In Schweickart?s view, sending astronauts to explore anasteroid should actually be less expensive than a return to the moon?s surface.

?Thisis therefore, both an imaginative, new, and logical goal, and a natural step indeveloping the capability for the human explorationof Mars.Furthermore the public interest and support for U.S. astronauts exploringan asteroid, a new and very different ?world?, would be strong, Schweickartsaid.

As a well-versed advocate of dealing with Earth-threateningasteroids through his Association of Space Explorers affiliation, UnitedNations position papers, as well as the B612 Foundation ?a group dedicated tothwarting hazardous objects to our planet ? Schweickart points out that spacerocks occasionally threaten life on Earth as the result of an impact.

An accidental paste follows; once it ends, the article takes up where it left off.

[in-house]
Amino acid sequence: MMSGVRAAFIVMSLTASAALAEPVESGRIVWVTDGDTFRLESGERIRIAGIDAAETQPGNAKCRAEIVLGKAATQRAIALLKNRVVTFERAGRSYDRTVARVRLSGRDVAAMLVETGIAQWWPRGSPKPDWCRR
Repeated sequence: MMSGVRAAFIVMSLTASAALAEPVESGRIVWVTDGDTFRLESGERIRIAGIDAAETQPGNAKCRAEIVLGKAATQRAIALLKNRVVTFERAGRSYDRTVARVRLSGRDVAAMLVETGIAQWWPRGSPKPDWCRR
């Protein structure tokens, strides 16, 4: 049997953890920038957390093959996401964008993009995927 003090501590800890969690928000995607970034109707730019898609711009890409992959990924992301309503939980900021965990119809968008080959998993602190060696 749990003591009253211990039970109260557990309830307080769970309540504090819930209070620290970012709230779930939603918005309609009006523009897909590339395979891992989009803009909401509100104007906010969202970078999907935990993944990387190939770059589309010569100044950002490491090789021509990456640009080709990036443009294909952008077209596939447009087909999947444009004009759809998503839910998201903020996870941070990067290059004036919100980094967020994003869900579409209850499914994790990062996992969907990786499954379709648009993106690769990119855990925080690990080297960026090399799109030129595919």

Furthermore, Schweickart suggests, they are fascinatingscientific objects, and they contain -- relative to the moon?s surface - awealth of valuable resources which may one day minimize the cost of spaceoperations.

Shift in launch services

In a related space matter, as addressed in last week?s Senatehearing, Schweickart said that without a commitment to a NASA shift inacquisition of launch services, the space agency and the U.S. Government ?willbe locked into developing and providing well understood transportation serviceswhich should rightly be relinquished to private enterprise.?

Schweickart said that ?NASA should, as proposed by the newspace program, continue to encourage and assist U.S. enterprise in meeting theperformance and safety requirements inherent in flying both cargo and people tolow Earth orbit without absorbing all of the cost. This cooperative effortwould both minimize the existing gap and bring into being an exciting, new USindustrial capability, replete with industrial innovation and job creation.?